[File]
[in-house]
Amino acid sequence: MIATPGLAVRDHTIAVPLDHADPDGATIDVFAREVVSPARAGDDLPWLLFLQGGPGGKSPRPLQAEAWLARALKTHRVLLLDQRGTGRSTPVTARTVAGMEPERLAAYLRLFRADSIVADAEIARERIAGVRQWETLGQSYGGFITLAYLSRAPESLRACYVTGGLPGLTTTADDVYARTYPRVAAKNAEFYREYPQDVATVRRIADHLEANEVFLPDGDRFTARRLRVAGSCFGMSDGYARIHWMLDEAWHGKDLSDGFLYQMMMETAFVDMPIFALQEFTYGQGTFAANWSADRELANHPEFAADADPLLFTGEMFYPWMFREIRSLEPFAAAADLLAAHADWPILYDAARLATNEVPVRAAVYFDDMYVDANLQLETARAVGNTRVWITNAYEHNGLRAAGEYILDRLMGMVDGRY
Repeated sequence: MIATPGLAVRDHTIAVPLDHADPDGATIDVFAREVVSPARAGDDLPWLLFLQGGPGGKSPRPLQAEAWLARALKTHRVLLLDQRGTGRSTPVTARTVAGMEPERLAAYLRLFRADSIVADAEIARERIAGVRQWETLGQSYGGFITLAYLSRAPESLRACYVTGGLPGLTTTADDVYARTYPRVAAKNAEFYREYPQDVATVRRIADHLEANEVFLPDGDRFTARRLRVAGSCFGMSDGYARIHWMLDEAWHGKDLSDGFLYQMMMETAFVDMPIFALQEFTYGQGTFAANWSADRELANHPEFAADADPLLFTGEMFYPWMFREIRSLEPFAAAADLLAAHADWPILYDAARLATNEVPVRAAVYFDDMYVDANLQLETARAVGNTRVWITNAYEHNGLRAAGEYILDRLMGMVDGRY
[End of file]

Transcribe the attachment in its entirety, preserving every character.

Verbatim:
[in-house]
Amino acid sequence: MIATPGLAVRDHTIAVPLDHADPDGATIDVFAREVVSPARAGDDLPWLLFLQGGPGGKSPRPLQAEAWLARALKTHRVLLLDQRGTGRSTPVTARTVAGMEPERLAAYLRLFRADSIVADAEIARERIAGVRQWETLGQSYGGFITLAYLSRAPESLRACYVTGGLPGLTTTADDVYARTYPRVAAKNAEFYREYPQDVATVRRIADHLEANEVFLPDGDRFTARRLRVAGSCFGMSDGYARIHWMLDEAWHGKDLSDGFLYQMMMETAFVDMPIFALQEFTYGQGTFAANWSADRELANHPEFAADADPLLFTGEMFYPWMFREIRSLEPFAAAADLLAAHADWPILYDAARLATNEVPVRAAVYFDDMYVDANLQLETARAVGNTRVWITNAYEHNGLRAAGEYILDRLMGMVDGRY
Repeated sequence: MIATPGLAVRDHTIAVPLDHADPDGATIDVFAREVVSPARAGDDLPWLLFLQGGPGGKSPRPLQAEAWLARALKTHRVLLLDQRGTGRSTPVTARTVAGMEPERLAAYLRLFRADSIVADAEIARERIAGVRQWETLGQSYGGFITLAYLSRAPESLRACYVTGGLPGLTTTADDVYARTYPRVAAKNAEFYREYPQDVATVRRIADHLEANEVFLPDGDRFTARRLRVAGSCFGMSDGYARIHWMLDEAWHGKDLSDGFLYQMMMETAFVDMPIFALQEFTYGQGTFAANWSADRELANHPEFAADADPLLFTGEMFYPWMFREIRSLEPFAAAADLLAAHADWPILYDAARLATNEVPVRAAVYFDDMYVDANLQLETARAVGNTRVWITNAYEHNGLRAAGEYILDRLMGMVDGRY